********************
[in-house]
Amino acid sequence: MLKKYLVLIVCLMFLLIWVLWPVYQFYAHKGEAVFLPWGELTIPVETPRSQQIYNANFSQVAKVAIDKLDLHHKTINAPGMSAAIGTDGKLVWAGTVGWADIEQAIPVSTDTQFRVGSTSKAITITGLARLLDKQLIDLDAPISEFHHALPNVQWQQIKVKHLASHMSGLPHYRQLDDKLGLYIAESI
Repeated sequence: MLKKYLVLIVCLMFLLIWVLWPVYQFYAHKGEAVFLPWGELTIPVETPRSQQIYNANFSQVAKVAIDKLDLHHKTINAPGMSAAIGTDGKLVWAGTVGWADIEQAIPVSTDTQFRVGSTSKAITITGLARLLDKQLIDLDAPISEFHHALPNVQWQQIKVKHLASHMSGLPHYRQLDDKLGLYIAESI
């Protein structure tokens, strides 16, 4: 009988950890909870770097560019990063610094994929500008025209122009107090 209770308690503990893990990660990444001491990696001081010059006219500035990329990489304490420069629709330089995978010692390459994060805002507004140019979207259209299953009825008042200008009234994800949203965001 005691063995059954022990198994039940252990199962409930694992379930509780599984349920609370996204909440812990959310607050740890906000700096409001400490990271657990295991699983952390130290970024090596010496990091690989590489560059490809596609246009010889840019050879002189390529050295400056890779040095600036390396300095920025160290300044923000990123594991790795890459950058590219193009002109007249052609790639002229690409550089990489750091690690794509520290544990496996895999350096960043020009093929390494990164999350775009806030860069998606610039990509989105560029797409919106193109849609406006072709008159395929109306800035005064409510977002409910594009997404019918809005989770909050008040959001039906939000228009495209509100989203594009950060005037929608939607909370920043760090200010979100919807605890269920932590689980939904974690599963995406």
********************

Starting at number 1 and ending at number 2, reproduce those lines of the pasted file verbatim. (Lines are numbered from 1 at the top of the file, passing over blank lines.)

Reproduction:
[in-house]
Amino acid sequence: MLKKYLVLIVCLMFLLIWVLWPVYQFYAHKGEAVFLPWGELTIPVETPRSQQIYNANFSQVAKVAIDKLDLHHKTINAPGMSAAIGTDGKLVWAGTVGWADIEQAIPVSTDTQFRVGSTSKAITITGLARLLDKQLIDLDAPISEFHHALPNVQWQQIKVKHLASHMSGLPHYRQLDDKLGLYIAESI